THE MARRYING SEASON – Candace Camp
Legends of St. Dwynwen , Book 3
London – 19th Century
Genevieve Stafford watches her brother, Alec, the Earl of Rawdon, dance with his new bride, Damaris, while standing next to her grandmother the Dowager Countess of Rawdon. Alec's marriage was quick, which her grandmother disapproves because people will talk. Her grandmother talks of how sensible Genevieve is because she doesn't think Genevieve would commit such nonsense as marrying for love. Her brother's good friend, Sir Myles Thorwood, draws Genevieve's attention. Elora, the recent widow of the Earl of Dursbury, flirts with Myles. Afterward he asks Genevieve to dance. She loves dancing although she and Sir Myles have always sparred verbally. Neither has changed. She then helps Damaris prepare for her wedding trip, where she learns about the statue of Saint Dwynwen in the church. Locals claim the Welch shrine leads a person to his or her true love. Genevieve scoffs, but later is before the shrine when she suddenly runs into the Earl of Dursbury.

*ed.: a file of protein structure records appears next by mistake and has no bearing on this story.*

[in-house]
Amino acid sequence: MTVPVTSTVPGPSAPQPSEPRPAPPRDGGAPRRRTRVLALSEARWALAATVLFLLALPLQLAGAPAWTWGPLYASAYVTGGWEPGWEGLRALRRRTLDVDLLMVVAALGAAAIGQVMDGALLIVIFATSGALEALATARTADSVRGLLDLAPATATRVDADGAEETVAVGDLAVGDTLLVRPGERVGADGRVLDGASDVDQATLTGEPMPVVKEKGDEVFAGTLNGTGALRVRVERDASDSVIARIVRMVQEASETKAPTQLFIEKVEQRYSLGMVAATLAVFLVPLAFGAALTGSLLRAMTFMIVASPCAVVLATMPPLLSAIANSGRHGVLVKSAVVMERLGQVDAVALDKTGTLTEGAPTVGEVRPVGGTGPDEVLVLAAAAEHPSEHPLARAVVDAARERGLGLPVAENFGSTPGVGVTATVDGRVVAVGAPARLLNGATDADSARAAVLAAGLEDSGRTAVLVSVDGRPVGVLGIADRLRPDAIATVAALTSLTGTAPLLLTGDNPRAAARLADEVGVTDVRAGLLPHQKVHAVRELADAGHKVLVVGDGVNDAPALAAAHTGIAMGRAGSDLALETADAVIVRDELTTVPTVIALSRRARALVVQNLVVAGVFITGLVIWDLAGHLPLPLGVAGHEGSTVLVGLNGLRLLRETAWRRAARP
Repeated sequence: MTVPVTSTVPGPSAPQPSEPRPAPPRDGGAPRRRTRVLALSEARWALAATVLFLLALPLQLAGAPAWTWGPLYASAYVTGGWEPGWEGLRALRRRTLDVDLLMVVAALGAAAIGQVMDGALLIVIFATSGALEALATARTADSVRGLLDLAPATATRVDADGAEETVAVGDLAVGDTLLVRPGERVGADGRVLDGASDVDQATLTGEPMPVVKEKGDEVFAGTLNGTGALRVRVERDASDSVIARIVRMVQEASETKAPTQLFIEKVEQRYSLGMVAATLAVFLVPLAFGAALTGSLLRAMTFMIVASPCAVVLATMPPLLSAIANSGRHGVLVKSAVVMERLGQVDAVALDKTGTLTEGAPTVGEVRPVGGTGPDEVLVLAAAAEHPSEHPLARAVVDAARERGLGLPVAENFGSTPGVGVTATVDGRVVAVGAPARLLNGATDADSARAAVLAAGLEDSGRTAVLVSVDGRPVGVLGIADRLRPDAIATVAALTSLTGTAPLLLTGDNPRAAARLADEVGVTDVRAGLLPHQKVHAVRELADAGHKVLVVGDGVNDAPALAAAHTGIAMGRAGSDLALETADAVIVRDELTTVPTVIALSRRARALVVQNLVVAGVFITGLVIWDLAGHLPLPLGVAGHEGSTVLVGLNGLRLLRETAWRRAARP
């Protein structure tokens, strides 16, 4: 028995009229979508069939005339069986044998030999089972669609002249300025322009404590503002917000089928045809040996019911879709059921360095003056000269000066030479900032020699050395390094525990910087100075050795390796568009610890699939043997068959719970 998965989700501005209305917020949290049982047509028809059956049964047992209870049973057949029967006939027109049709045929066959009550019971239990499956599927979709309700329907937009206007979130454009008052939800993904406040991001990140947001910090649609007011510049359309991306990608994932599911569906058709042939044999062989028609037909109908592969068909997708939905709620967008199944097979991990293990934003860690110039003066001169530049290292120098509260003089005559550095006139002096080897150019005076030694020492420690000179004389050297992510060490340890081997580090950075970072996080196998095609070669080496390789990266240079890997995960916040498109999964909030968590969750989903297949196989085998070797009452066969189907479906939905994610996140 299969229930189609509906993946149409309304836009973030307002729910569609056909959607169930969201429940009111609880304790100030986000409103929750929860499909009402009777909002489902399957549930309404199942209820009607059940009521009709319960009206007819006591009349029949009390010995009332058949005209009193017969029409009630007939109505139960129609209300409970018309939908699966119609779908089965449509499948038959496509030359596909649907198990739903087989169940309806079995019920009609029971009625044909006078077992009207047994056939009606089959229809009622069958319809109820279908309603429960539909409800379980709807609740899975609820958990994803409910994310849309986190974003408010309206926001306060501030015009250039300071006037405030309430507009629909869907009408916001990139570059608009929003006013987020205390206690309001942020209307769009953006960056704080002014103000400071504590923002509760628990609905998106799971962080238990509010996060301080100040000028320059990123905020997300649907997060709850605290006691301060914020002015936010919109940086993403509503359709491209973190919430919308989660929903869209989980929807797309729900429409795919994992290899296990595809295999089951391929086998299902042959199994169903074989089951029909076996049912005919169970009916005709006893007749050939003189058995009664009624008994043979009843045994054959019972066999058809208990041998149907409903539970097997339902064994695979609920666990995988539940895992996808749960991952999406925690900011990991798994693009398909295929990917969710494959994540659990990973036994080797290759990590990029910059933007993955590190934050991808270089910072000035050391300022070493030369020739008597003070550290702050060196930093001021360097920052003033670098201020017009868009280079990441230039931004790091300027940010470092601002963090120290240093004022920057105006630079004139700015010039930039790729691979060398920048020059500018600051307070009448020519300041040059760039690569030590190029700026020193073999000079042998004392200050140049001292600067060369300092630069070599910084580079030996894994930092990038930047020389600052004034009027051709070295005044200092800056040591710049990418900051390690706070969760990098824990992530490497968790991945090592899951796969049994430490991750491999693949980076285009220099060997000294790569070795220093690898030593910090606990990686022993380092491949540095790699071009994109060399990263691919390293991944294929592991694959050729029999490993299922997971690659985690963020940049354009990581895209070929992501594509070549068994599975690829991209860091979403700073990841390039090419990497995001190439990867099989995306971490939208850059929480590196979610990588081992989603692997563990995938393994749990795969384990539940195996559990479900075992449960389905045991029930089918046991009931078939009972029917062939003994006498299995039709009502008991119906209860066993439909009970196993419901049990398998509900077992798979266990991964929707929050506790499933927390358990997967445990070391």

After her engagement, however, Dursbury publicly repudiates her when he finds Genevieve in the library with another man at a ton gathering. That she was lured there and then attacked means nothing to him. Sir Myles, who in a gallant gesture insists Genevieve must marry him, helps ease the public scandal.
Misunderstanding plagues the hero and heroine in THE MARRYING SEASON. It doesn't help that someone seems determined to besmirch Genevieve's reputation. Readers will discover a man of strong character beneath Myles's flirtatious manner. Genevieve discovers love, but thinks Myles sacrificed himself to marry her for her brother's sake and doesn't believe he loves her. The cross purposes of the two are enjoyable entertainment, but the mystery behind Genevieve's slanderer and the resolution adds a sense of justice and a measure of the heroine's growth. This is fun reading. Alec and Damaris from A WINTER SCANDAL, and Gabriel and Thea from A SUMMER SEDUCTION all play important roles in this story, but THE MARRYING SEASON stands alone.